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These stories and others appear daily on www.soundingsonline.com, which also contains a searchable archive of past Soundings stories.

Man goes overboard; empty boat circles on

Florida emergency workers in November had to corral a boat that was racing in circles off Port Everglades after its owner fell overboard. The unmanned boat, with the words “Don’t Hate” printed on the side of the hull, was spotted and reported to the Coast Guard, according to a report in the Miami Herald newspaper.

Coast Guard officials contacted a private salvage company to help round up the boat, and one worker managed to jump aboard and take the helm. The boat’s owner apparently had been thrown overboard and was rescued by a good Samaritan. It wasn’t immediately known what caused the skipper to lose control of the boat.

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A prestigious Henley-on-Thames rowing club has denied membership to a British woman who rowed more than 3,000 miles across the Atlantic early last year. Roz Savage, 38, says on her Web site at www.rozsavage.com that she is upset that the Leander Club, which calls itself the “world’s oldest and most renowned rowing club,” admits male Oxford University rowers but not women. Savage has rowed twice for Oxford in the Oxford and Cambridge race. In its rejection letter to Savage — who in 2006 became the first woman to compete solo in the Atlantic Rowing Race — the club says, “Unfortunately, the committee is of the opinion that Miss Savage fails to meet the criteria we use in assessing ‘proficiency of oarsmanship,’ which is a measure of excellence rather than endurance.”

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A fishing boat skipper, who admitted to scuttling his 80-foot trawler for the insurance payout more than a decade after the boat sank, was sentenced in late November to 32 months in prison. The 53-year-old Scottish man, who says he now has found religion, pleaded guilty to creating a fraudulent scheme to obtain an insurance payout and to giving false information to insurers, the Scotsman newspaper reports. The man confessed the crime to a friend at a local church two years ago because he apparently was overcome by guilt. He received $1.1 million from his insurer for the loss.

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The 115-foot hollow steel mast of the two-time America’s Cup winner Columbia, now a flagpole in New York, was being refurbished this fall. The mast has been used as a flagpole in the privately owned Queens, N.Y., community of Forest Hills Gardens since 1915, the New York Daily News reports. The mast apparently was rusting and was taken down to be sanded and repainted. “Any preservation of the legacy of the America’s Cup … is well worth the effort and important in terms of protecting and promoting the history of the city,” an America’s Cup spokesperson says in the report. Columbia, a Herreshoff design, was the first yacht to win two consecutive America’s Cups, taking the honor in 1899 and 1901.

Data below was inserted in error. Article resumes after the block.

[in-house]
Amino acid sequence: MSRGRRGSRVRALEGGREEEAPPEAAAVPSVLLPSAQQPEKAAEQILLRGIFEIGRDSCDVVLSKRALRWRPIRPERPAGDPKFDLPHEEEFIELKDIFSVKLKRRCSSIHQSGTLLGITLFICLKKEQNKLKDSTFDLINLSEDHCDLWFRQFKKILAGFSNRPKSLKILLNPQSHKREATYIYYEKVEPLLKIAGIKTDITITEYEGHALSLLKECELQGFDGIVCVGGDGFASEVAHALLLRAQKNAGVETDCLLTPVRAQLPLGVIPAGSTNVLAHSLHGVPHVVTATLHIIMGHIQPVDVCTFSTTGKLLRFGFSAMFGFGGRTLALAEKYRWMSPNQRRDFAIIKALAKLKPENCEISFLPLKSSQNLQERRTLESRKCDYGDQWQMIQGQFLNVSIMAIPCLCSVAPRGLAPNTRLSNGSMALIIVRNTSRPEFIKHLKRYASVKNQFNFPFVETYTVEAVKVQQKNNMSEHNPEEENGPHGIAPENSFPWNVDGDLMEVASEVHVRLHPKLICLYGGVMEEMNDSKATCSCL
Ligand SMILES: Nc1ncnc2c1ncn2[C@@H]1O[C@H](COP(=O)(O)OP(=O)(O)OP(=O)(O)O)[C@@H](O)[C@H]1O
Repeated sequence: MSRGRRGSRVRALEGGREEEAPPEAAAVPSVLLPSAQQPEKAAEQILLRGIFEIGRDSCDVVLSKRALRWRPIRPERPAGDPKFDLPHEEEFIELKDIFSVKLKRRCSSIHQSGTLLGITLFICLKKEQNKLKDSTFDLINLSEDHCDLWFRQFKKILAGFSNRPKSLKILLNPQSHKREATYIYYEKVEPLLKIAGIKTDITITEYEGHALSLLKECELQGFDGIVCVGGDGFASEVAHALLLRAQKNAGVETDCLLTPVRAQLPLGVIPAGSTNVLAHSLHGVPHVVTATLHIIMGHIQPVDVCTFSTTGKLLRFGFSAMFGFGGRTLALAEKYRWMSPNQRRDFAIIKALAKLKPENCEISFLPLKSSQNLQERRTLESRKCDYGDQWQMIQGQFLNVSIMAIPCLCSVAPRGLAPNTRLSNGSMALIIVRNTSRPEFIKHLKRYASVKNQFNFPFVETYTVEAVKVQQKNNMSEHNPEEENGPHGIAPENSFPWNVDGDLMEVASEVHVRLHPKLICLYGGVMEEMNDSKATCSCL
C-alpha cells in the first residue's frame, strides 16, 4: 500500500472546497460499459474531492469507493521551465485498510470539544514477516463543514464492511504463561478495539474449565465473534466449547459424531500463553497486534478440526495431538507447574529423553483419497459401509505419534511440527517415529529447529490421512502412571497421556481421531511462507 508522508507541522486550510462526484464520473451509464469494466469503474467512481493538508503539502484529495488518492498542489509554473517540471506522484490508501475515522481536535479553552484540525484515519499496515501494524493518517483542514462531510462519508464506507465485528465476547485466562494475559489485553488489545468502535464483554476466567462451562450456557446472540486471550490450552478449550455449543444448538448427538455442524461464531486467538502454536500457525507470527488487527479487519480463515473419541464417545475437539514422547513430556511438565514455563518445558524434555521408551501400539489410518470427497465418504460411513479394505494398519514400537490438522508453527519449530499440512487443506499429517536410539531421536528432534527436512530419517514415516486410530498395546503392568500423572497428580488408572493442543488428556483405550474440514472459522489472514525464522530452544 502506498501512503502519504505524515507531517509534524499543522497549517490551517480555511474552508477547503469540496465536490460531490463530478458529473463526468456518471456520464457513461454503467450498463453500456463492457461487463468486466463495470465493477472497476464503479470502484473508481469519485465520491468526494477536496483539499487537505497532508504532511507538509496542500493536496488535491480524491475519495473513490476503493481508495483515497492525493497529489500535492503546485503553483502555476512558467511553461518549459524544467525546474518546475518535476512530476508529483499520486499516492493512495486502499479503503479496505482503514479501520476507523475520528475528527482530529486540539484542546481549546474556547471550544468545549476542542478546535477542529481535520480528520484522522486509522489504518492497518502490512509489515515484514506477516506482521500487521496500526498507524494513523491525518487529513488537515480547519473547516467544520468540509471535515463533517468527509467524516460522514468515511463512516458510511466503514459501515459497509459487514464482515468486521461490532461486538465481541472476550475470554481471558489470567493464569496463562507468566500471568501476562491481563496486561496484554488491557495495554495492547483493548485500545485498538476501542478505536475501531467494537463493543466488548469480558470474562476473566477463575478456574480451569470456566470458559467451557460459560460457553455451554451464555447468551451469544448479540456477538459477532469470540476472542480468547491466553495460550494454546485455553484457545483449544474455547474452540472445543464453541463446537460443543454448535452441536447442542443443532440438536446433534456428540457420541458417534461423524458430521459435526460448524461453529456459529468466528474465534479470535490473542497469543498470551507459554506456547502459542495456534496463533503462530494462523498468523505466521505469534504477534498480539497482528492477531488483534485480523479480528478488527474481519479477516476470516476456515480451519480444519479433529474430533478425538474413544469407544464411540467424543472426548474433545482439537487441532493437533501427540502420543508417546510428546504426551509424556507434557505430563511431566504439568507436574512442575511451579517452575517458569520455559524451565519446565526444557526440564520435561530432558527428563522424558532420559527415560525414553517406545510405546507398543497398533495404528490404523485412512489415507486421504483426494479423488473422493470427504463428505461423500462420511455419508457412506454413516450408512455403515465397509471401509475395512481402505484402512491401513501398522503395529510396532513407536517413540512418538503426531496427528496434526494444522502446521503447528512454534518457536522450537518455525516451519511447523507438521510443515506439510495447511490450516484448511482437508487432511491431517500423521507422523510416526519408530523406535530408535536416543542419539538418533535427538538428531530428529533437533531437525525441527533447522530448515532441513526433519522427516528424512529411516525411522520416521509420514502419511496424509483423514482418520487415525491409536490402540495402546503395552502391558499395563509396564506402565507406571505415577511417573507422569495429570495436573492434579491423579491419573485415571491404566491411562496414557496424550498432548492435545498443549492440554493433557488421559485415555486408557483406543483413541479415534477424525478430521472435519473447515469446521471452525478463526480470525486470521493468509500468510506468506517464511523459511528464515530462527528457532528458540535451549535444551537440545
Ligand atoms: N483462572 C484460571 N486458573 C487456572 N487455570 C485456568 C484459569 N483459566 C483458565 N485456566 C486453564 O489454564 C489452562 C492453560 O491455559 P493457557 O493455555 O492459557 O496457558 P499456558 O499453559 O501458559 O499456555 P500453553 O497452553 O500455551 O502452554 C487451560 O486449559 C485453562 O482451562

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As of Jan. 1, 2007, the Coast Guard is prohibiting the use of 121.5 and 243 MHz EPIRBs. The agency says the change is in preparation for Feb. 1, 2009, when satellites that process distress signals will detect only those from 406 MHz beacons. The new regulation applies to all Class A, B and S 121.5/243 MHz EPIRBs. However, it doesn’t affect the use of 121.5/243 MHz man overboard devices, which are designed to work with a base-alerting unit and not the satellite system. The 406 MHz beacons are required by law to be registered with the Beacon Register Database. The EPIRBs can registered by calling (888) 212-7283, or online at www.beaconregistration.noaa.gov .

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A California woman in November was found guilty of helping her husband and several accomplices kill a wealthy couple for their yacht. The 25-year-old woman was charged with two counts of first-degree murder, according to an Associated Press report. Prosecutors reportedly argued that the woman and her husband approached Tom and Jackie Hawks about purchasing their 55-footer, Well Deserved, and persuaded the couple to take them out for a ride. Once under way the accused couple and a number of accomplices allegedly overpowered the Hawkses, forced them to sign over ownership of the yacht, tied them to an anchor, and threw them overboard. The woman faces life in prison without parole when she is sentenced in February. Her husband and an accomplice could face the death penalty if convicted.